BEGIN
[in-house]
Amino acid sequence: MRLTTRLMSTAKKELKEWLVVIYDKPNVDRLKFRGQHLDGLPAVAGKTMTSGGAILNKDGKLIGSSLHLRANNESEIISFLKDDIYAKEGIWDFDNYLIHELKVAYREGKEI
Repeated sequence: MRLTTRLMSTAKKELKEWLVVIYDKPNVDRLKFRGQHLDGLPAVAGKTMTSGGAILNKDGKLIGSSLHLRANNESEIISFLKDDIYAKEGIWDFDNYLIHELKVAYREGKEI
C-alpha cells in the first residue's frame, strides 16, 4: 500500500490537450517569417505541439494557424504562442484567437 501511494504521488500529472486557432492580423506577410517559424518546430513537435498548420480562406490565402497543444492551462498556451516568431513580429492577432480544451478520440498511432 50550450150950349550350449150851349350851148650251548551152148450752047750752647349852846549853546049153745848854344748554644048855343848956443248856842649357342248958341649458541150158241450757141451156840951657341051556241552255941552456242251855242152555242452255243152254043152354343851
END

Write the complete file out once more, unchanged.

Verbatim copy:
[in-house]
Amino acid sequence: MRLTTRLMSTAKKELKEWLVVIYDKPNVDRLKFRGQHLDGLPAVAGKTMTSGGAILNKDGKLIGSSLHLRANNESEIISFLKDDIYAKEGIWDFDNYLIHELKVAYREGKEI
Repeated sequence: MRLTTRLMSTAKKELKEWLVVIYDKPNVDRLKFRGQHLDGLPAVAGKTMTSGGAILNKDGKLIGSSLHLRANNESEIISFLKDDIYAKEGIWDFDNYLIHELKVAYREGKEI
C-alpha cells in the first residue's frame, strides 16, 4: 500500500490537450517569417505541439494557424504562442484567437 501511494504521488500529472486557432492580423506577410517559424518546430513537435498548420480562406490565402497543444492551462498556451516568431513580429492577432480544451478520440498511432 50550450150950349550350449150851349350851148650251548551152148450752047750752647349852846549853546049153745848854344748554644048855343848956443248856842649357342248958341649458541150158241450757141451156840951657341051556241552255941552456242251855242152555242452255243152254043152354343851